Business Standard | February 21, 2011
India-EU FTA: Tough negotiations over healthcare norms
Joe C Mathew / New Delhi
India may have to abide by a series of international standards and regulatory practices in the healthcare sector, if it agrees to some proposals that are part of the ongoing India–EU Free Trade Agreement (FTA) negotiations.
For instance, EU negotiators have sought India’s commitment to adopting Global Harmonization Task Force (GHTF) norms for medical devices. The move comes at a time when India and other Asian countries are trying to formulate their own harmonised regulatory guidelines for medical devices due to divergent views on some of the GHTF standards.
So, too, with International Conference on Harmonization (ICH) guidelines for drug regulators, as India is trying to align its rules with most of the ICH standards, though not favouring a mere adoption.
“In-principle, India is working towards harmonising its standards with that of GHTF. But blind adoption of standards will only benefit global multinational medical device makers, not us,” said Rajiv Nath, co-ordinator of the Association of Indian Medical Devices Industry.
According to Nath, labeling requirements under GHTF allow companies to outsource their products from any parts of the world, without differentiating between the countries of origin. “Our labeling rules are more stringent, as we require specific disclosures with regard to the country of origin. It prevents companies from sourcing their branded products from the cheapest destinations and turn Indian products less competitive,” he said.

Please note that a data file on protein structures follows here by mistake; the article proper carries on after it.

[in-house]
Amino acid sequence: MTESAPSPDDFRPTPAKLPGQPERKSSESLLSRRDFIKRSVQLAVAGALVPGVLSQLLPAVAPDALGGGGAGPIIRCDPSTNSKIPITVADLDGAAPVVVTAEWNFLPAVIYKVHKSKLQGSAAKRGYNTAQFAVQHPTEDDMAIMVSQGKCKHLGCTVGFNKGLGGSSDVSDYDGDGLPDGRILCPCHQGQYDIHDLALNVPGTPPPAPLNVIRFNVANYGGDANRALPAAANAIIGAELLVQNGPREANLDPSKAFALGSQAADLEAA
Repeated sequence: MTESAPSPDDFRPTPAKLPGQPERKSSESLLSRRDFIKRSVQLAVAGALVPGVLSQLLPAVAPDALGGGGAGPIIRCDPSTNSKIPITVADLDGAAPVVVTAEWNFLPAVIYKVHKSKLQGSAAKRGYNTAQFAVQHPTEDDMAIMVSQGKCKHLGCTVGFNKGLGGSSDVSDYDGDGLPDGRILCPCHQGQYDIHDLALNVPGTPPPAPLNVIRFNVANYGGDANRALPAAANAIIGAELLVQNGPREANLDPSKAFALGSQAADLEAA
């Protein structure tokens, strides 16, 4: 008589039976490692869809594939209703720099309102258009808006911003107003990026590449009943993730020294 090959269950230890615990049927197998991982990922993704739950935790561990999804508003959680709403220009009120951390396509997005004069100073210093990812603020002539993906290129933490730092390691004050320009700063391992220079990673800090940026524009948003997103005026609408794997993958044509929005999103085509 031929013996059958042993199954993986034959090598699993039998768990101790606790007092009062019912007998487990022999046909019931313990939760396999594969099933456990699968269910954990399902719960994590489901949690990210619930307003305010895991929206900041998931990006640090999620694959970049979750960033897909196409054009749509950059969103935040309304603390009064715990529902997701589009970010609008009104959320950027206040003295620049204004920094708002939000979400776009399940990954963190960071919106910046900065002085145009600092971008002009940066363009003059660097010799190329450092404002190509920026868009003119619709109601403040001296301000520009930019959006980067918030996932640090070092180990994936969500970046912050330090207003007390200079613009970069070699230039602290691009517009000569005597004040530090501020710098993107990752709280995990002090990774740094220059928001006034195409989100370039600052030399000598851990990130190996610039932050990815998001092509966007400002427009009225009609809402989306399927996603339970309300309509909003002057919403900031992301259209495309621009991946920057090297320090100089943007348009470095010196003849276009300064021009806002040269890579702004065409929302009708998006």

Similarly, EU wants Indian drug regulations to be in tune with ICH standards, though health ministry officials say a perfect alignment with ICH standards is not be possible under Indian conditions.
According to sources, EU is also advocating a harmonised drug approval process, where both parties will rely on data from clinical trials, conducted in line with ICH guidelines, for the authorisation of medicinal products for human use in their markets and refrain from requiring specific clinical trials in their territories.
Drug industry sources say strict adherence to ICH guidelines will help big pharmaceutical companies, but prove to be a barrier for the growth of smaller ones due to the cost involved in such trials.
India is also expected to become a signatory to the Pharmaceutical Inspection Convention and Pharmaceutical Inspection Cooperation Scheme for medicinal products. Jointly referred to as PIC/S, these are two international instruments between countries and pharmaceutical inspection authorities for the international development, implementation and maintenance of harmonised Good Manufacturing Practice standards and quality systems of inspectorates in the field of medicinal products.
EU also wants India to ensure its laws, procedures and implementing guidelines, related to the regulation of medicinal products, medical devices and cosmetics, to be transparent and be framed after appropriate stakeholder consultation. Such participatory approach has been suggested even in the case of price fixation of products.